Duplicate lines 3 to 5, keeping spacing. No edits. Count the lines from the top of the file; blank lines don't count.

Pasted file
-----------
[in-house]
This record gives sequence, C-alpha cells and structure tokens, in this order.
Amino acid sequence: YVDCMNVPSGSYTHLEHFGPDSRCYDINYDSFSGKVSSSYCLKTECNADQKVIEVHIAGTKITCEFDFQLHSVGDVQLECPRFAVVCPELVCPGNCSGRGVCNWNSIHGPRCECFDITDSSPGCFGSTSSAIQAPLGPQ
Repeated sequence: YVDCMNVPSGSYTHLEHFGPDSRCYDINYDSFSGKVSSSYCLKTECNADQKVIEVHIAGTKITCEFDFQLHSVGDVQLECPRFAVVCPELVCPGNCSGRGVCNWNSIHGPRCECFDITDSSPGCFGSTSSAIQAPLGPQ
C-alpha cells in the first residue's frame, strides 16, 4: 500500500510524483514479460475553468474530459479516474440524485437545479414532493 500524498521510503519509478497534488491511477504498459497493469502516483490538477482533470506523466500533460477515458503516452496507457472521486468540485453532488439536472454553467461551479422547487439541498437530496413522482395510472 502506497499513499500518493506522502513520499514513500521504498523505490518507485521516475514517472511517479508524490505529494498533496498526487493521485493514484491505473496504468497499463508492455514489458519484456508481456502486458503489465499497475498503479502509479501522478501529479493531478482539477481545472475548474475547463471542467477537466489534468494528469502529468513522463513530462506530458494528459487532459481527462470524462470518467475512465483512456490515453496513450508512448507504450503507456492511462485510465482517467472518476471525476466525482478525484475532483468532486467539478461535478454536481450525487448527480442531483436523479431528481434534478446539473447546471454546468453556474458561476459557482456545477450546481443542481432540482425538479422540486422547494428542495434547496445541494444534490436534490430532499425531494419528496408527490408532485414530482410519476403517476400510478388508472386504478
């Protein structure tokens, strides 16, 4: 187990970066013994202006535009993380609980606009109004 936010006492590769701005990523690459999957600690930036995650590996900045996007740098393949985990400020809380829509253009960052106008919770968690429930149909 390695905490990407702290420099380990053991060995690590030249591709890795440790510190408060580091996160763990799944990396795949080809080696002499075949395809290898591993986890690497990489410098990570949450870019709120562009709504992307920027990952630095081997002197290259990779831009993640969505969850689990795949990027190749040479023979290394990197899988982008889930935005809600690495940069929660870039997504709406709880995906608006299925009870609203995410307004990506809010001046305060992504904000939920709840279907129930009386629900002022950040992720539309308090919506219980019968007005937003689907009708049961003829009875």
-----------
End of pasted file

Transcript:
Amino acid sequence: YVDCMNVPSGSYTHLEHFGPDSRCYDINYDSFSGKVSSSYCLKTECNADQKVIEVHIAGTKITCEFDFQLHSVGDVQLECPRFAVVCPELVCPGNCSGRGVCNWNSIHGPRCECFDITDSSPGCFGSTSSAIQAPLGPQ
Repeated sequence: YVDCMNVPSGSYTHLEHFGPDSRCYDINYDSFSGKVSSSYCLKTECNADQKVIEVHIAGTKITCEFDFQLHSVGDVQLECPRFAVVCPELVCPGNCSGRGVCNWNSIHGPRCECFDITDSSPGCFGSTSSAIQAPLGPQ
C-alpha cells in the first residue's frame, strides 16, 4: 500500500510524483514479460475553468474530459479516474440524485437545479414532493 500524498521510503519509478497534488491511477504498459497493469502516483490538477482533470506523466500533460477515458503516452496507457472521486468540485453532488439536472454553467461551479422547487439541498437530496413522482395510472 502506497499513499500518493506522502513520499514513500521504498523505490518507485521516475514517472511517479508524490505529494498533496498526487493521485493514484491505473496504468497499463508492455514489458519484456508481456502486458503489465499497475498503479502509479501522478501529479493531478482539477481545472475548474475547463471542467477537466489534468494528469502529468513522463513530462506530458494528459487532459481527462470524462470518467475512465483512456490515453496513450508512448507504450503507456492511462485510465482517467472518476471525476466525482478525484475532483468532486467539478461535478454536481450525487448527480442531483436523479431528481434534478446539473447546471454546468453556474458561476459557482456545477450546481443542481432540482425538479422540486422547494428542495434547496445541494444534490436534490430532499425531494419528496408527490408532485414530482410519476403517476400510478388508472386504478